What is vocal fold paralysis?

To understand vocal fold paralysis, we should know something about the way voice is produced. Voice is produced when air passes between the closed vocal folds causing the vocal folds to vibrate. The vocal folds are two muscular folds with a soft tissue covering, situated in the voice box just above the windpipe. When we speak, air passes up from the lungs and windpipe between the vocal folds. The vocal folds open in a “V” shape when we breathe, and close when we speak which allows them to vibrate.

The opening and closing movements of the vocal folds is controlled by nerves which follow a complex pathway from the brain, through the neck, into the chest, before making a U-turn and travelling back up through the neck to the voice box.

In vocal fold paralysis there is usually an injury somewhere along the nerve pathway that prevents the opening and closing movements of one or both vocal folds. If one vocal fold is affected this typically results in a weak breathy voice. If both vocal folds are affected, this can cause difficulty breathing.


What problems can vocal fold paralysis create?

When one vocal fold is paralysed, the vocal folds may have difficulty closing. This results in a gap between the vocal folds during voicing. Air leaking through the gap causes the voice to have a weak, breathy quality. Patients may also experience breathlessness on speaking due to excessive air leakage, and difficulty straining and lifting heavy objects. Coughing can be weak or ineffectual and does not seem to clear the throat. Sometimes swallowing is difficult and there may choking spells particularly when drinking liquids.

Paralysis of both vocal folds is rare but can cause life-threatening breathing difficulty. This is because the vocal folds usually become immobilized in the mid-line of the voice box and cannot open into the normal “V” shape for breathing.


What are the causes of vocal fold paralysis?

There are many possible causes of vocal fold paralysis, which are related to injury to the nerve supplying the vocal folds. Causes can include certain surgical procedures in the neck and chest, including thyroid surgery, neck spine surgery, and sometimes surgery on the heart and lungs. Radiotherapy to the head and neck can also occasionally cause injury to the vocal fold nerve. Another cause of paralysis is a tumour in the neck, chest or at the base of the skull, and this is an important reason to ensure that symptoms from vocal fold paralysis are carefully evaluated. People with certain neurological conditions such as stroke or Parkinson disease can also have vocal fold paralysis. There are usually other nerve related symptoms in these conditions, and the vocal fold paralysis is part of that condition. Vocal fold paralysis can also result from certain viral infections. In a proportion of cases referred to as idiopathic there is no identifiable cause.


How is vocal fold paralysis diagnosed?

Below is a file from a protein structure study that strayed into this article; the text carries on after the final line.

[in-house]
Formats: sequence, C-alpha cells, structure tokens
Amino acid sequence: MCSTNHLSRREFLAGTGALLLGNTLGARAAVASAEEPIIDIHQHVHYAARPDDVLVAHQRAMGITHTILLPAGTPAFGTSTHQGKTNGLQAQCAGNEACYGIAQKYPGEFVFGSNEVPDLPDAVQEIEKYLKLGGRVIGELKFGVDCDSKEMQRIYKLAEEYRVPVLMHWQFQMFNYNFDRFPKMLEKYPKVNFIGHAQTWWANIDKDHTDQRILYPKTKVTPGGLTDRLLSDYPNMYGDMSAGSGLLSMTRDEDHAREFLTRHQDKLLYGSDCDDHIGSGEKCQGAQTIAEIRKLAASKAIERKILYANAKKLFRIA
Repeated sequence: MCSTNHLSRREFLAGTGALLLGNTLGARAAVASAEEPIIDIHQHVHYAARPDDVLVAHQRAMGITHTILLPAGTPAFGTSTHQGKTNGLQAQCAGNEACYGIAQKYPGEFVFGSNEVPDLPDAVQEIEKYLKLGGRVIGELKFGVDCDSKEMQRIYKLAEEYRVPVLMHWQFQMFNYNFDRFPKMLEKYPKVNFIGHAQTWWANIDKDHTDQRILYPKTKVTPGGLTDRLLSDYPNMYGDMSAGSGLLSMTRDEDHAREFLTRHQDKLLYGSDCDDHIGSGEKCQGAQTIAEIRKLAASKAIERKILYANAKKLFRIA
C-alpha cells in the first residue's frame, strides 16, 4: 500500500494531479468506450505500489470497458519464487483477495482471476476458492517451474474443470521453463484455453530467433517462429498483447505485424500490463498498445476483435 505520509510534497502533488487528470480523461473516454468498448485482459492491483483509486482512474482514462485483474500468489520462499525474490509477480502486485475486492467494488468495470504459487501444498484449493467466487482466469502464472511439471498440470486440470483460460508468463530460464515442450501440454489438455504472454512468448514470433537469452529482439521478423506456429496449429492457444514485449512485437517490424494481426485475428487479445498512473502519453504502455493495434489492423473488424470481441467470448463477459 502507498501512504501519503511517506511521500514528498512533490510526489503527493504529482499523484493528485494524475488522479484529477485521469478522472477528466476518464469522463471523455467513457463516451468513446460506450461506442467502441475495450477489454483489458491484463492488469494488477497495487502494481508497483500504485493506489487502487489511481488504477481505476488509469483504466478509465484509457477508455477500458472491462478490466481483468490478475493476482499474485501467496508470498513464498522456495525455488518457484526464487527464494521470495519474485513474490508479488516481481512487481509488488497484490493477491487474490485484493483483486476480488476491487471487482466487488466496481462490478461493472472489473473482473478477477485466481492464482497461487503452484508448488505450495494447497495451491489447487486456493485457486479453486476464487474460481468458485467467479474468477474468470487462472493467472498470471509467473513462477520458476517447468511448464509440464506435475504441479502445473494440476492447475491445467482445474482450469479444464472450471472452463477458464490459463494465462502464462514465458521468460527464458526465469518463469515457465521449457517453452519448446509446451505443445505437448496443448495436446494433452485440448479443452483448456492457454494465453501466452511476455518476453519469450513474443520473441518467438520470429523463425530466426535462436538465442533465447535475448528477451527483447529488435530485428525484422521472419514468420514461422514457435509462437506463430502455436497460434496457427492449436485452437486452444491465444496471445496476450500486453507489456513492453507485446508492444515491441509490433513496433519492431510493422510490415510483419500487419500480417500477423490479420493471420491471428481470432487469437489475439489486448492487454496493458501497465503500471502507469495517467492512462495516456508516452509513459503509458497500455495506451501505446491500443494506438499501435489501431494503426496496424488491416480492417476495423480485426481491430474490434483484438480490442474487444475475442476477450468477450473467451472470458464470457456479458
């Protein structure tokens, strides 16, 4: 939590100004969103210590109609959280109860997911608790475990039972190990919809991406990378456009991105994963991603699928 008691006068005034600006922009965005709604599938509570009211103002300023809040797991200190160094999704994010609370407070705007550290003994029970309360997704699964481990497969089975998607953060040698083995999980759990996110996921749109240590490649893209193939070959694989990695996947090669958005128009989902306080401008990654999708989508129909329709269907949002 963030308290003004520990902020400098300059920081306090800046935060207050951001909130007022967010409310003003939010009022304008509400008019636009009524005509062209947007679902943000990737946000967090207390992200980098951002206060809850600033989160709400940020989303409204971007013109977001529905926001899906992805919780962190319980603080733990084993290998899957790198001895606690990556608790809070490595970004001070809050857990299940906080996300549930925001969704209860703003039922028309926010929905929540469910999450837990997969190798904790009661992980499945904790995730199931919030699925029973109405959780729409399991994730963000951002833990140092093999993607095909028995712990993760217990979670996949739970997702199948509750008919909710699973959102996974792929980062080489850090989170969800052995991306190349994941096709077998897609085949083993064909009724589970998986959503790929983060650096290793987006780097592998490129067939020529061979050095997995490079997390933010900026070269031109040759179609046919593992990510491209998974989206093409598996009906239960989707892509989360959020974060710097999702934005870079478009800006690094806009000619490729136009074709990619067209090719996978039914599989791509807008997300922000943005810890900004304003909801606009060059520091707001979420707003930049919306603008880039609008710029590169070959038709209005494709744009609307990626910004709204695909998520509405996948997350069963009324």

The diagnosis of vocal fold paralysis is usually suspected from a change in the patient’s voice. Typically, the voice is weak and breathy. There may have been an event such as surgery, trauma, or an infection that preceded onset of symptoms.

A key part of the examination is diagnostic laryngoscopy. This examination is performed in the outpatient clinic and involves passing an endoscope or small flexible camera usually through the nose to visualize the vocal folds. A clear assessment can be made of the structure and movements of the vocal folds, and it is possible to see whether one or both vocal folds is not moving. A strobe light may be used to examine certain aspects of the vocal folds in more detail, such as how well the margins of the vocal folds can meet and close. This part of the examination is known as laryngeal stroboscopy.

Tests may be needed to look for the cause of paralysis. Such tests may include scans of the neck and chest such as an ultrasound scan of the thyroid gland, CT scan or the neck and chest, and / or MRI scan. Sometimes the esophagus or food passage needs to be examined, which can be done easily with a flexible camera passed through nose into the food passage. This examination is known as trans-nasal esophagoscopy and is usually easily accomplished without the need for any sedation, in the outpatient clinic [Read more about trans-nasal esophagoscopy]. Sometimes blood tests can provide additional information.

Laryngeal electromyography is a test that can provide useful information about the function of the vocal fold. In this test a very fine needle is passed through the neck into the muscles of the vocal fold. This enables electrical activity within the muscle to be measured. The test can be help confirm diagnosis of vocal fold paralysis if this remains unclear after diagnostic laryngoscopy. It is also particularly useful to assess the likelihood of recovery of vocal fold movement, which may influence the type to treatment required.


How is vocal fold paralysis treated?

Treatment of vocal fold paralysis is different depending on whether paralysis is one-sided or affects both vocal folds. One-sided paralysis is by far the most common situation.

In one-sided paralysis the first step towards treatment is establishing the cause of paralysis. The cause can give an indication of the likelihood of recovery of the nerve. For example, a nerve that is simply stretched or bruised may be more likely to recover than one that has been cut or damaged by tumour.